CA2357263A1 - New methods for faster and more sensitive homology search in dna sequences - Google Patents

New methods for faster and more sensitive homology search in dna sequences

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CA2357263A1
CA2357263A1 CA 2357263 CA2357263A CA2357263A1 CA 2357263 A1 CA2357263 A1 CA 2357263A1 CA 2357263 CA2357263 CA 2357263 CA 2357263 A CA2357263 A CA 2357263A CA 2357263 A1 CA2357263 A1 CA 2357263A1
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method
model
spaced
patternhunter
hit
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Ming Li
Bin Ma
John Tromp
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BIOINFORMATICS SOLUTIONS INC.
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    • GPHYSICS
    • G06COMPUTING; CALCULATING; COUNTING
    • G06FELECTRIC DIGITAL DATA PROCESSING
    • G06F19/00Digital computing or data processing equipment or methods, specially adapted for specific applications
    • G06F19/10Bioinformatics, i.e. methods or systems for genetic or protein-related data processing in computational molecular biology
    • G06F19/22Bioinformatics, i.e. methods or systems for genetic or protein-related data processing in computational molecular biology for sequence comparison involving nucleotides or amino acids, e.g. homology search, motif or Single-Nucleotide Polymorphism [SNP] discovery or sequence alignment
    • GPHYSICS
    • G06COMPUTING; CALCULATING; COUNTING
    • G06FELECTRIC DIGITAL DATA PROCESSING
    • G06F19/00Digital computing or data processing equipment or methods, specially adapted for specific applications
    • G06F19/10Bioinformatics, i.e. methods or systems for genetic or protein-related data processing in computational molecular biology
    • G06F19/24Bioinformatics, i.e. methods or systems for genetic or protein-related data processing in computational molecular biology for machine learning, data mining or biostatistics, e.g. pattern finding, knowledge discovery, rule extraction, correlation, clustering or classification

Description

New Methods For Faster And More Sensitive Homology Search in USIA Sequences Ming Li, Bin Ma, John Tromp Bioinformatics Solutions Inc., 145 Columbia Street West, Waterloo, Ont N2L 3L2, Canada Title: New Methods For Faster And More Sensi- methods to find homologies (or approximately re tive Homology Search in DNA Sequences peating patterns) within one or between two DNA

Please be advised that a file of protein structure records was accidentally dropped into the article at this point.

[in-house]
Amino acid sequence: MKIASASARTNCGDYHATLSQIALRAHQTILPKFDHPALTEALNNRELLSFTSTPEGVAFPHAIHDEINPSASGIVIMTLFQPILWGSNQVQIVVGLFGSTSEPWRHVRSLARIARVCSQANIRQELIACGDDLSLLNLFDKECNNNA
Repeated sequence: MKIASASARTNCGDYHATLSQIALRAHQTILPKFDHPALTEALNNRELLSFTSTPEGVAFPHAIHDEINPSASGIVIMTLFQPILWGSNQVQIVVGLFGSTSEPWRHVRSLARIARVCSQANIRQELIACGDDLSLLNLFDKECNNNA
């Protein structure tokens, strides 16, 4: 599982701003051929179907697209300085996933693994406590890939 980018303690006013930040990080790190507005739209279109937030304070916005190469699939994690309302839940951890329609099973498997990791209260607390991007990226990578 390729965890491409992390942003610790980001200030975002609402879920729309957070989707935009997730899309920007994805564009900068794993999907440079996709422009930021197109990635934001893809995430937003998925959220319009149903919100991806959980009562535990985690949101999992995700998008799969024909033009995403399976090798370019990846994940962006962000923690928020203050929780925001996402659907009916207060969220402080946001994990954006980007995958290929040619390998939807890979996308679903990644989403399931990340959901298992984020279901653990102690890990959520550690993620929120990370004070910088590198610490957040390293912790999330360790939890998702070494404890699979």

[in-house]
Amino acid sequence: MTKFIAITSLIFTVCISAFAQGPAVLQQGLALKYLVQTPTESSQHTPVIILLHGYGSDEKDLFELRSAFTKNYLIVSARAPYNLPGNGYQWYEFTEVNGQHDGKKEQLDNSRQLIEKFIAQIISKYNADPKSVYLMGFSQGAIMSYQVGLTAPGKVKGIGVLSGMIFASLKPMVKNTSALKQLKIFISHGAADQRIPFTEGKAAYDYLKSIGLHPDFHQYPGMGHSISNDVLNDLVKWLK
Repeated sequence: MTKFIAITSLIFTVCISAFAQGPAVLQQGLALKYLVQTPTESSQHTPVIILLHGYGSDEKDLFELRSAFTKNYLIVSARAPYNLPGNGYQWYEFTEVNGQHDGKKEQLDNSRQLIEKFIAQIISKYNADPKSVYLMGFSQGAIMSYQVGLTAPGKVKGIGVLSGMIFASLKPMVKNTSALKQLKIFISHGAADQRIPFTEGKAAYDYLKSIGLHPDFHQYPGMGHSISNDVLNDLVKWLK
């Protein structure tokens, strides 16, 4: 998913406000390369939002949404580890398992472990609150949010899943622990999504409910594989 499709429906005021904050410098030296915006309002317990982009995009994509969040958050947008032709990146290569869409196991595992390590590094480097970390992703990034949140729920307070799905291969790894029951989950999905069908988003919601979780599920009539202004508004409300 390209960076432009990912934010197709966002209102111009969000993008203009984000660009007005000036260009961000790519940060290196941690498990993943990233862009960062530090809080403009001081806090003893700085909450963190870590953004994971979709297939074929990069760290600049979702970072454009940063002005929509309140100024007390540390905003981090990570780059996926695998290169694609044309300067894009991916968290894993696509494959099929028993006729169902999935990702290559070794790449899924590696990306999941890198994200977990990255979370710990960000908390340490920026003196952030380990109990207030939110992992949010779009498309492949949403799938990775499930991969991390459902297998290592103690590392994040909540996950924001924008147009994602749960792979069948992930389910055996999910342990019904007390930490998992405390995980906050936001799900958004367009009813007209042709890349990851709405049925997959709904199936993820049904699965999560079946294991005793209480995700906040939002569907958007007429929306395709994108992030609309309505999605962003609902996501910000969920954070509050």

sequences.
Applicant: Bioinformatics Solutions Inc.
Inventors:
Ming Li 155 Hillcrest Ave, Apt. 1215 Missis-sauga, Ont. L5B 3Z2, Canada Bin Ma Bioinformatics Solutions Inc., 145 Columbia Street West, Unit 2B, Water-loo, Ont N2L 3L2, Canada .lohn Tromp Bioinformatics Solutions Inc.
145 Columbia Street West, Unit 2B, Wa-terloo, Ont N2L 3L2, Canada Our Reference: 08-Our F=ile No.: spec.001 Date Printed: August 28, 2001 1 Introduction The present invention relates generally to the biotechnology subfield of bioinformatics, which studies methods of processing and analyzing ge-nomic and proteomic information. The field of bioinformatics is at the intersection of computer science' and molecular biology.
More specifically, the present invention provides a new method and software that improves current Background of the Invention For the first time in our natural history, we have available (or soon will) complete genomic se-quences of H. Sapiens, C. elegans, A. thaliana, D.
melanogaster, M. musculus, S. pombe, S. cere-visiae, rice, dozens of prokaryote genomes, and hundreds of virus genomes. See (2, 3~ for the ini-tial sequences of the human genome. However, a lot of important information in this enormous and exponentially growing gold mine will go to waste without the proper tools to mine it.
One class of crucial tools is homology search pro-grams for finding similar regions within one or be-tween two DNA sequences.
Genomics studies routinely depend on such ho-urology search tools. Existing search tools already prove inadequate to handle the amount of biologi-cal sequences currently available, as shown in Fig-ures 7, 4, 5, 6. Mlore sensitive and more efficient homology search tools are urgently needed.
The main purpose of this invention is to provide a faster and more sensitive method for finding ho-mologies in one or between two DNA sequences.
This method works especially well for very long se-quences, such as complete genomes.

Many algorithms and programs have been devel-oped for the task. These include FASTA [9J, SIM t (13J, the Blast family (1, 4, 6, 7, 5J, SENSEI [8J, s MUMmer (10J, QUASAR (11J, and REPuter (12J.